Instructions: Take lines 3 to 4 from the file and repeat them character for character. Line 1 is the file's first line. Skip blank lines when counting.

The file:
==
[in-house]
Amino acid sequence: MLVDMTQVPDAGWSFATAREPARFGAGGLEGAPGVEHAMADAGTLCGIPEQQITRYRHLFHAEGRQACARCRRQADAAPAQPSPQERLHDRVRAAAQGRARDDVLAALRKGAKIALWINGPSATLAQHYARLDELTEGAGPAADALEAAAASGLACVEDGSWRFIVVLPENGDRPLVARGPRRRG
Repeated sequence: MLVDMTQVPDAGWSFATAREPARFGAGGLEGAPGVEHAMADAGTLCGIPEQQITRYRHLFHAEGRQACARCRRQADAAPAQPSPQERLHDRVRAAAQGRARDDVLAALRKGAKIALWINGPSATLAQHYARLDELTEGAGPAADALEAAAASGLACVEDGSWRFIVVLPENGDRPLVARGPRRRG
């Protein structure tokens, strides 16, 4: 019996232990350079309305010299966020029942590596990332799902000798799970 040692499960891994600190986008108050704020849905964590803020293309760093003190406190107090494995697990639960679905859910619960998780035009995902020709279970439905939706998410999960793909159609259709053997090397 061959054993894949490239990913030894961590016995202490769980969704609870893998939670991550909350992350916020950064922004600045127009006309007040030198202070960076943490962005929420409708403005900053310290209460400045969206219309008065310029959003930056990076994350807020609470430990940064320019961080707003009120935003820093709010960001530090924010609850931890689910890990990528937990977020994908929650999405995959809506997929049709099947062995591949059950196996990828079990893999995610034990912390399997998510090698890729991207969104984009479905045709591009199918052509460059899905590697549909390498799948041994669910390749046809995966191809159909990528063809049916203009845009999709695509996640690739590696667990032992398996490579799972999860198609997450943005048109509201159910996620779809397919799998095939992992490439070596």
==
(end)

Repeated sequence: MLVDMTQVPDAGWSFATAREPARFGAGGLEGAPGVEHAMADAGTLCGIPEQQITRYRHLFHAEGRQACARCRRQADAAPAQPSPQERLHDRVRAAAQGRARDDVLAALRKGAKIALWINGPSATLAQHYARLDELTEGAGPAADALEAAAASGLACVEDGSWRFIVVLPENGDRPLVARGPRRRG
């Protein structure tokens, strides 16, 4: 019996232990350079309305010299966020029942590596990332799902000798799970 040692499960891994600190986008108050704020849905964590803020293309760093003190406190107090494995697990639960679905859910619960998780035009995902020709279970439905939706998410999960793909159609259709053997090397 061959054993894949490239990913030894961590016995202490769980969704609870893998939670991550909350992350916020950064922004600045127009006309007040030198202070960076943490962005929420409708403005900053310290209460400045969206219309008065310029959003930056990076994350807020609470430990940064320019961080707003009120935003820093709010960001530090924010609850931890689910890990990528937990977020994908929650999405995959809506997929049709099947062995591949059950196996990828079990893999995610034990912390399997998510090698890729991207969104984009479905045709591009199918052509460059899905590697549909390498799948041994669910390749046809995966191809159909990528063809049916203009845009999709695509996640690739590696667990032992398996490579799972999860198609997450943005048109509201159910996620779809397919799998095939992992490439070596």